Constraint programming for work scheduling with Google OR-Tools

In previous posts I have already introduced Google OR tools for linear programming. In this post I want to demonstrate the capabilities of Google OR tools for constraint programming. More specifically, I will solve a job scheduling problem using constraint programming with Google OR tools.

Unlike linear programming constraint programming allows for arbitrary types of constraint functions. Moreover, constraint programming often focuses on identifying a feasible solution rather than optimal solutions. That is, in constraint programming the problem being solved might often not have an objective function to optimize.

Job scheduling is a good example of constraint programming. In this example a factory wants to make a job schedule for a week. The shift model allows for 3 shifts on all 7 days of the week, with 24 hrs operation per day.

The factory has 5 workers. A worker should not be working 2 shifts in a row on a given day. Also, the difference in amount of shifts per worker should not exceed 1 shift.

A shift can only assigned to one worker.

A worker should not work 2 shifts on the same day.

Using Google OR-tools for constraint programming I find a feasible work schedule in the code below:

# importing google or tools and declaring model template
from ortools.sat.python import cp_model
model = cp_model.CpModel()
# declare empty list that will be used for storing indices for worker-shift-day combination
shiftoptions = {}

# set number of workers, days and schedules as well as max schedules per day, 
# as well as max shift amount difference per worker
workers = 5
shifts = 3
days = 7
maxshiftsperday = 1
maxdifference = 1

# create a tuple as a shift option list index, for each combination of worker, shift and day
# use google or tools to create a boolean variable indicating if given worker works on that day, in that shift
for x in range(workers):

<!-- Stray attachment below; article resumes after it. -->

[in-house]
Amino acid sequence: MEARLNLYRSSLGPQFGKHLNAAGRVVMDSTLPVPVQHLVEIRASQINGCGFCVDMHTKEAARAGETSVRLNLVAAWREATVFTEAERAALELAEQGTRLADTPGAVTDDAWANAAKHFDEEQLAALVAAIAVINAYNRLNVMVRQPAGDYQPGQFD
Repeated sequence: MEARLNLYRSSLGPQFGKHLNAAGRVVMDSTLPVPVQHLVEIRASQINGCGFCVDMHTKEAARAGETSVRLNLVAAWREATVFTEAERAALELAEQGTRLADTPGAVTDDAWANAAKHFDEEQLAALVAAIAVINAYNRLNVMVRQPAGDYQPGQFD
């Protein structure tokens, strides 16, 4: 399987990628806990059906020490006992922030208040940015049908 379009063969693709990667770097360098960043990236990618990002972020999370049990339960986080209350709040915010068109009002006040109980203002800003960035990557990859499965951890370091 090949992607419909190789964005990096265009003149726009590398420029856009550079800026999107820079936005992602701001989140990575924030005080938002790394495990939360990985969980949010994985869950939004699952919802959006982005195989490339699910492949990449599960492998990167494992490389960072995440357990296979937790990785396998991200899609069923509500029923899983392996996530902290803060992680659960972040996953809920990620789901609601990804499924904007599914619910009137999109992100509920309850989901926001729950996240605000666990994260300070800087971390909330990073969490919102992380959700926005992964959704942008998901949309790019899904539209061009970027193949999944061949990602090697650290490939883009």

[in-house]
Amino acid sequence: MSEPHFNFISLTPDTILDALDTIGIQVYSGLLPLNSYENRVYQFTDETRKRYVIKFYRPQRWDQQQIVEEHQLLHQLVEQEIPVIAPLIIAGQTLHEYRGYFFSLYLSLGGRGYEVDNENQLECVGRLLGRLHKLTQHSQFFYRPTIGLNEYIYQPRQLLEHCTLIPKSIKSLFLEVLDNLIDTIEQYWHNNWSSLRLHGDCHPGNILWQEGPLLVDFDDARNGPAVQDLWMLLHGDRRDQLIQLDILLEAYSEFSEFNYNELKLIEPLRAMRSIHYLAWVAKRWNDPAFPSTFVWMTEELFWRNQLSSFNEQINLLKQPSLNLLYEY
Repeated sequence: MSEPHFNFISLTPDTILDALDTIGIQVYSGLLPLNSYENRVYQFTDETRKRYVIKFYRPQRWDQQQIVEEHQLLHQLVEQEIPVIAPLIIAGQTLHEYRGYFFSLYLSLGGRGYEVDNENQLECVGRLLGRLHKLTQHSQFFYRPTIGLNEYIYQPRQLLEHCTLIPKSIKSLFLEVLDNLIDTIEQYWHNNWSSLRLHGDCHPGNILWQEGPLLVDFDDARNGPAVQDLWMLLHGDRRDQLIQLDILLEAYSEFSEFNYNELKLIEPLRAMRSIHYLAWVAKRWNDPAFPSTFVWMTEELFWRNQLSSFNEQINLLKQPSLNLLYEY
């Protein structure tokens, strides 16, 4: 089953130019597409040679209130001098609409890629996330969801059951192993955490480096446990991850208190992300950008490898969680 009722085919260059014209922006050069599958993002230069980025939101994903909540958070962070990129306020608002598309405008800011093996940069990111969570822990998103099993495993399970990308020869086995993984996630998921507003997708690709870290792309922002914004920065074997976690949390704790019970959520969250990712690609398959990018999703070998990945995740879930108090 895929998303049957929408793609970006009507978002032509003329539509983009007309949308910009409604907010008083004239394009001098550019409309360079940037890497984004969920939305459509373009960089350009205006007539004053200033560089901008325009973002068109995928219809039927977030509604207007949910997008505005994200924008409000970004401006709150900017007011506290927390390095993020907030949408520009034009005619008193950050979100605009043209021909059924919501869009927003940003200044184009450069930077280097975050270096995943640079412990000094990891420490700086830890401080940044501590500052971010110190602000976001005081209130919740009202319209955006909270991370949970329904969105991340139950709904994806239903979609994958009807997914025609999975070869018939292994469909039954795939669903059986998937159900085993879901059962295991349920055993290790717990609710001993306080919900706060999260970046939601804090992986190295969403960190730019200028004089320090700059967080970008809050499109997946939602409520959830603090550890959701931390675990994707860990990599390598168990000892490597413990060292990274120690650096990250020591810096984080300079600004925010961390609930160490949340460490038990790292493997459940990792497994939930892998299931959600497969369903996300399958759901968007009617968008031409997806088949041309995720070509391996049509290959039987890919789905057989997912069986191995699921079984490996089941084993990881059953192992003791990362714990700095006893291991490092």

for y in range(days):
        for z in range(shifts):
            shiftoptions[(x,y,z)] = model.NewBoolVar("shift with id" + str(x) + " " + str(y) + " " + str(z))

# now we add the constraint of shift only being assigned to one worker
for y in range(days):
    for z in range(shifts):
        model.Add(sum(shiftoptions[(x, y, z)] for x in range(workers)) == 1)
# now we add the constraint of a worker only working one shift per day
for x in range(workers):
    for y in range(days):
        model.Add(sum(shiftoptions[(x,y,z)] for z in range(shifts)) <= 1)
# now we add the constraint of all workers having the same amount of shifts, with some deviations allowed for with a maximum allowed difference
minshiftsperworker = (shifts * days) // workers
print(minshiftsperworker)
maxshiftsperworker = minshiftsperworker + maxdifference
for x in range(workers):
    shiftsassigned = 0
    for y in range(days):
        for z in range(shifts):
            shiftsassigned += shiftoptions[(x,y,z)]
    model.Add(minshiftsperworker <= shiftsassigned)
    model.Add(shiftsassigned <= maxshiftsperworker)

# before solving the problem I add a solution printer (this code is taken directly from Google's documentation)
class SolutionPrinterClass(cp_model.CpSolverSolutionCallback):
    def __init__(self, shiftoptions, workers, days, shifts, sols):
        val = cp_model.CpSolverSolutionCallback.__init__(self)